What better way to ring in 2007 than by talking with "hard-boiled punk rock" author Duane Swi…Swier…Swierczynski?
Okay, so I can’t pronounce his name. Just make sure you remember it, because if you miss Duane’s The Blonde, you’ll be missing out on one of the most original, adrenaline-fueled thrillers in years.
Duane was kind enough to chat about his newest novel, the writing process and the thrill of being an author.
MM: I remember reading "Lonely and Gone" in the Dublin Noir anthology, and thinking it had the making of a novel. Did you know the story would turn into a full-fledged book?
DS: I had no friggin’ idea. I thought the story would be it, but the plot device kept nagging at me. Lately, I’ve found it increasingly difficult to just write a short story. Every story idea demands to be the wife, not just a piece on the side. (I may regret that comparison later, when my wife reads this.)
MM: Both The Blonde and The Wheelman were totally unpredictable. I never knew what was lurking on the next page. How do you accomplish this?
DS: With THE WHEELMAN, it was easy: I was made it up as I went along. In fact, whenever I started to consciously plot, the characters shut down on me.
THE BLONDE, however, was outlined in full, down to the last minute. So I’m glad to hear you say it was unpredictable. Part of that comes from good advice I received from an editor friend years ago, which was: "Keep the surprises coming, and never let the reader get too comfortable. Keep ’em off kilter whenever possible." (I actually have this advice printed out and taped to a wooden rule I keep in my desk.)
If I have a process, it seems to be this: Jump right into the pool and knock out anywhere from 3 to 7,000 words to see if an idea will fly. If it does, great. If not, I move on. If I’m stuck, but really can’t get the story out of my head, I’ll write a bunch of notes or brief outline. To me, that first burst of 3 to 7,000 words is important; it tells me if the voice will work or not. Every book has its own way of telling itself.
Which is another way of saying it’s all about the voices in my head.
MM: In a world of bloated books you give us a thriller clocking in at a lean 226 pages (The Wheelman was almost exactly the same length). Did you make a conscious decision to write a shorter novel?
DS: I absolutely love short novels. Ken Bruen was the one who taught me that length really doesn’t matter; the novels in his brilliant WHITE TRILOGY are damn thin, but you really don’t notice. Maybe it’s the journalist in me. Ink is a precious commodity; it kills me to waste any. Even electronic ink.
Plus, I’m deathly afraid of boring the reader. To me, that’s the ultimate failure. I’ve put down many more 500-page novels than I have 200-page novels.
MM: Was there ever any pressure (say from your publisher) to write a longer book?
DS: I thought there would be. Being an eager-to-please sap, I was fully prepared to add 40,000 words upon demand. Thank God it never came to that, or THE WHEELMAN would have a lot more scenes with clouds in them.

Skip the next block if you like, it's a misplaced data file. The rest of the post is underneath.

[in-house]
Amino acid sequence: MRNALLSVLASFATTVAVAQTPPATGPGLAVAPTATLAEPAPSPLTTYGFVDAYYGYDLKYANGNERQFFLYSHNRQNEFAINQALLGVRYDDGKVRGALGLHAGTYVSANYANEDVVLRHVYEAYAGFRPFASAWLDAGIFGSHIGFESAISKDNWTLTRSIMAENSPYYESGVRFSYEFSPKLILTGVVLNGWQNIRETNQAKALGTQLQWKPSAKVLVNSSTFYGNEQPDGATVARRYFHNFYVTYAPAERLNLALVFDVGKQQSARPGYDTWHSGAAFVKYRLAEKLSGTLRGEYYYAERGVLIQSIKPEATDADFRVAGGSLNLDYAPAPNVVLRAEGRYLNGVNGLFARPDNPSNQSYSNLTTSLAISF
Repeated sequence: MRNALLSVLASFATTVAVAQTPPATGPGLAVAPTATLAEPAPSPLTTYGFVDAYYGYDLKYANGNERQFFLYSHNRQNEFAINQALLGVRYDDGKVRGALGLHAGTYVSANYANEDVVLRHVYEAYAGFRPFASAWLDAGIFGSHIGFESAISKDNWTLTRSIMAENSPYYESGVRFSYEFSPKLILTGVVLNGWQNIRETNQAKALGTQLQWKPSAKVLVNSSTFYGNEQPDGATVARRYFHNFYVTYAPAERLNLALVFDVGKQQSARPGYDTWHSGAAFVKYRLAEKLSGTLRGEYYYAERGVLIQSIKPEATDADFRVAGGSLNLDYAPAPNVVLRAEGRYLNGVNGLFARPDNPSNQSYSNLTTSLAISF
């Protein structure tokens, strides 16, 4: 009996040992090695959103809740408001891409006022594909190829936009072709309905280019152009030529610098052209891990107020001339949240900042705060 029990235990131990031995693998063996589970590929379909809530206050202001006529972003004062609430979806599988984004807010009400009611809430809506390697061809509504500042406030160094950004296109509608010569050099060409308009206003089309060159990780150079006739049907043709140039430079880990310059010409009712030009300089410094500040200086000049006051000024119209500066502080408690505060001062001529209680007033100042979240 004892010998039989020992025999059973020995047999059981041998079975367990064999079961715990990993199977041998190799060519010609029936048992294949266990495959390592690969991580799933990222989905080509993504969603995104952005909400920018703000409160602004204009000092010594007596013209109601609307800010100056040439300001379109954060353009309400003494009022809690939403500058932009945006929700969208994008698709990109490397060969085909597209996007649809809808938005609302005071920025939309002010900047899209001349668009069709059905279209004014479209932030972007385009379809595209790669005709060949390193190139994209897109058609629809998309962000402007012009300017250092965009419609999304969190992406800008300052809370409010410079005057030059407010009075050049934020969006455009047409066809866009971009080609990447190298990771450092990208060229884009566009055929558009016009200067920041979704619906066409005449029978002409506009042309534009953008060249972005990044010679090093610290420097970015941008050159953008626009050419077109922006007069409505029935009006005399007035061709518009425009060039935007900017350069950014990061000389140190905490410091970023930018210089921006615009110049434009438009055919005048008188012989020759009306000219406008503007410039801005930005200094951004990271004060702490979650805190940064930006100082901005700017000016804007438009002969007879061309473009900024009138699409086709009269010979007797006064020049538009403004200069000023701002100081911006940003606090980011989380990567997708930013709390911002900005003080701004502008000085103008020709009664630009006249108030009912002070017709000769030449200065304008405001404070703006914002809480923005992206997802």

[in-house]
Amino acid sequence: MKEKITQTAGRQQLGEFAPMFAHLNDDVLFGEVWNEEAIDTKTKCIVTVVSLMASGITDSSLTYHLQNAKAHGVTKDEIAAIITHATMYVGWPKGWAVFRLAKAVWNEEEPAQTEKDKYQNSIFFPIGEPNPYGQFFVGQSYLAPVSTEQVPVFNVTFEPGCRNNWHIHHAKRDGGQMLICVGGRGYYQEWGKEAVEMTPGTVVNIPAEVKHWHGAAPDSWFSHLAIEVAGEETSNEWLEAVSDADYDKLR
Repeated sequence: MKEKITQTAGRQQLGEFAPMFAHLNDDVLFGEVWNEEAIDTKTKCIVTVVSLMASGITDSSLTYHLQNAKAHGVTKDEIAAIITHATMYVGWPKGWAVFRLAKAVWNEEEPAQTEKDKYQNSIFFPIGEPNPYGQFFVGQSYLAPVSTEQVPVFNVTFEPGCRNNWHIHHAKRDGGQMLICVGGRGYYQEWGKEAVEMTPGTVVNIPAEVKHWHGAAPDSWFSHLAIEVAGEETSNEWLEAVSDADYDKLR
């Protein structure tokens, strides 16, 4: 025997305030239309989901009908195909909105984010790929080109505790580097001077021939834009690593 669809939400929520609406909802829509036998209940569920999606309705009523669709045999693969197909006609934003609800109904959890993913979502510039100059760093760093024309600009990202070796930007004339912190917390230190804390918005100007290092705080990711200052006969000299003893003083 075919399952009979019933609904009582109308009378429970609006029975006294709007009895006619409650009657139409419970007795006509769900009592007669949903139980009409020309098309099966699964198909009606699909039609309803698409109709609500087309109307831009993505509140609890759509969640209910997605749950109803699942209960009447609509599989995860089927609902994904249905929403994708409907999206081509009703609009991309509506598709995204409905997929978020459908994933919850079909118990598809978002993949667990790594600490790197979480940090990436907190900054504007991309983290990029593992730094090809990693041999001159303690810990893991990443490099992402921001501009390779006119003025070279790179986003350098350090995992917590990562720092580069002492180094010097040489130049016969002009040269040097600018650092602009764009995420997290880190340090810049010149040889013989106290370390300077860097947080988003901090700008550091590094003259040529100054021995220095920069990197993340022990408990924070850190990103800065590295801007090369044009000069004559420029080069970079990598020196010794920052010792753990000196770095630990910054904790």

MM: If I’ve said it once, I’ve said it a million times-the modern thriller needs more clouds.
I enjoyed how you strung some of the characters from The Wheelman into The Blonde.
DS: Like Kevin Smith’s View Askewniverse, I liked the idea that my books make up a loose "Swierczy-verse." (Try saying that three times fast.) The fun for me is to make really strange connections between the books. My next one, SEVERANCE PACKAGE, features one character from THE BLONDE, and can be seen… if you squint real hard… as a kind of a follow-up, but the two books couldn’t be more different.
MM: My secret insider sources (your book jacket) tell me that The Wheelman has been optioned for a film. Who would be your dream cast? How about your dream director? Guy Ritchie would be my pick. I just loved his work on Swept Away.
DS: Paul Giamatti… IS… Lennon. As for my dream director, I already have him: Simon Hynd, the Scottish director whose debut will be an adaptation of Stona Finch’s SENSELESS, is a ridiculously talented guy. I can’t wait to see what he does with the story.
And I’m not just saying that because he forked over the option dough. If someone where to execute Simon, I wouldn’t be happy until they cloned him and/or reanimated his corpse so he could get back to work on THE WHEELMAN.
MM: Name one author we aren’t reading yet should be.
DS: Aside from Mike MacLean?
Okay, I’m going to presume everybody is already reading Sara Gran, Allan Guthrie, Megan Abbott, J.D. Rhoades, Theresa Schwegel, Sean Doolittle, Ray Banks, Victor Gischler, Charlie Huston, Jim Born and Simon Kernick, just a few of the new-ish authors who have made a big name for themselves in the past few years.
So that said…
One writer who’s really hauled ass out of the gate is Canadian writer John McFetridge, whose DIRTY SWEET is supremely fast-moving, kinky and violent. I just received a copy of his latest, EVERBODY KNOWS THIS IS NOWHERE, and I can’t wait to get crackin’ on it. I think you’re going to be seeing his name a lot in the coming year.
And seriously, folks: Mike MacLean.
MM: That just earned you twelve dollars American my friend.
If you could jab a hypodermic full of killer nanobots into one person’s neck, who would it be? (This question makes a lot more sense if you’ve read the novel.)
DS: Sheesh, Mike. I’m no killer.
(But I’d probably keep the hypodermic handy, just in case.)
MM: So far, what’s been the greatest thrill in your writing career?
DS: This is the toughest question of the lot. Because really, it’s all a big fucking thrill. Writing the book. Seeing it in print. Hearing from readers. I can’t pick one moment, because I’ve been blessed with hundreds of them in the past two years.
My thanks to Duane for fielding a few questions. I also thank all the Murderati readers out there for stopping by. Now go hoist a pint (or five) and have a happy New Year.